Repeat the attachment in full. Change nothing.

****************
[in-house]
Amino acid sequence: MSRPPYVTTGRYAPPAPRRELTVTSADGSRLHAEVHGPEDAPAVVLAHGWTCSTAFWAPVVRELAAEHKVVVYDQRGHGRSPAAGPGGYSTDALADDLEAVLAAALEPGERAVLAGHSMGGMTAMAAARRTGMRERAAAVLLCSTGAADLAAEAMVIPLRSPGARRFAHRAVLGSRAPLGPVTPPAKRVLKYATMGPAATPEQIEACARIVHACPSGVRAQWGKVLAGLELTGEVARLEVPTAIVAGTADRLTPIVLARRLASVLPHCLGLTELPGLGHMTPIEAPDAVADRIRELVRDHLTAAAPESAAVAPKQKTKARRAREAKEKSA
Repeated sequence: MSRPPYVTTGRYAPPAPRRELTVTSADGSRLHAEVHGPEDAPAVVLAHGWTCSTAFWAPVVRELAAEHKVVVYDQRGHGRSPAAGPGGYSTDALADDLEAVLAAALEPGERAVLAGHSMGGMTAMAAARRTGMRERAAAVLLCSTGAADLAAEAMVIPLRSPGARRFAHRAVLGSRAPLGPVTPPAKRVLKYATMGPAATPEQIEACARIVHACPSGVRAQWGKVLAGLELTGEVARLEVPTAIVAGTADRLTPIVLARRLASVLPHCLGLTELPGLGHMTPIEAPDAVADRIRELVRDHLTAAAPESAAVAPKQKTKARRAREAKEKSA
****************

[in-house]
Amino acid sequence: MSRPPYVTTGRYAPPAPRRELTVTSADGSRLHAEVHGPEDAPAVVLAHGWTCSTAFWAPVVRELAAEHKVVVYDQRGHGRSPAAGPGGYSTDALADDLEAVLAAALEPGERAVLAGHSMGGMTAMAAARRTGMRERAAAVLLCSTGAADLAAEAMVIPLRSPGARRFAHRAVLGSRAPLGPVTPPAKRVLKYATMGPAATPEQIEACARIVHACPSGVRAQWGKVLAGLELTGEVARLEVPTAIVAGTADRLTPIVLARRLASVLPHCLGLTELPGLGHMTPIEAPDAVADRIRELVRDHLTAAAPESAAVAPKQKTKARRAREAKEKSA
Repeated sequence: MSRPPYVTTGRYAPPAPRRELTVTSADGSRLHAEVHGPEDAPAVVLAHGWTCSTAFWAPVVRELAAEHKVVVYDQRGHGRSPAAGPGGYSTDALADDLEAVLAAALEPGERAVLAGHSMGGMTAMAAARRTGMRERAAAVLLCSTGAADLAAEAMVIPLRSPGARRFAHRAVLGSRAPLGPVTPPAKRVLKYATMGPAATPEQIEACARIVHACPSGVRAQWGKVLAGLELTGEVARLEVPTAIVAGTADRLTPIVLARRLASVLPHCLGLTELPGLGHMTPIEAPDAVADRIRELVRDHLTAAAPESAAVAPKQKTKARRAREAKEKSA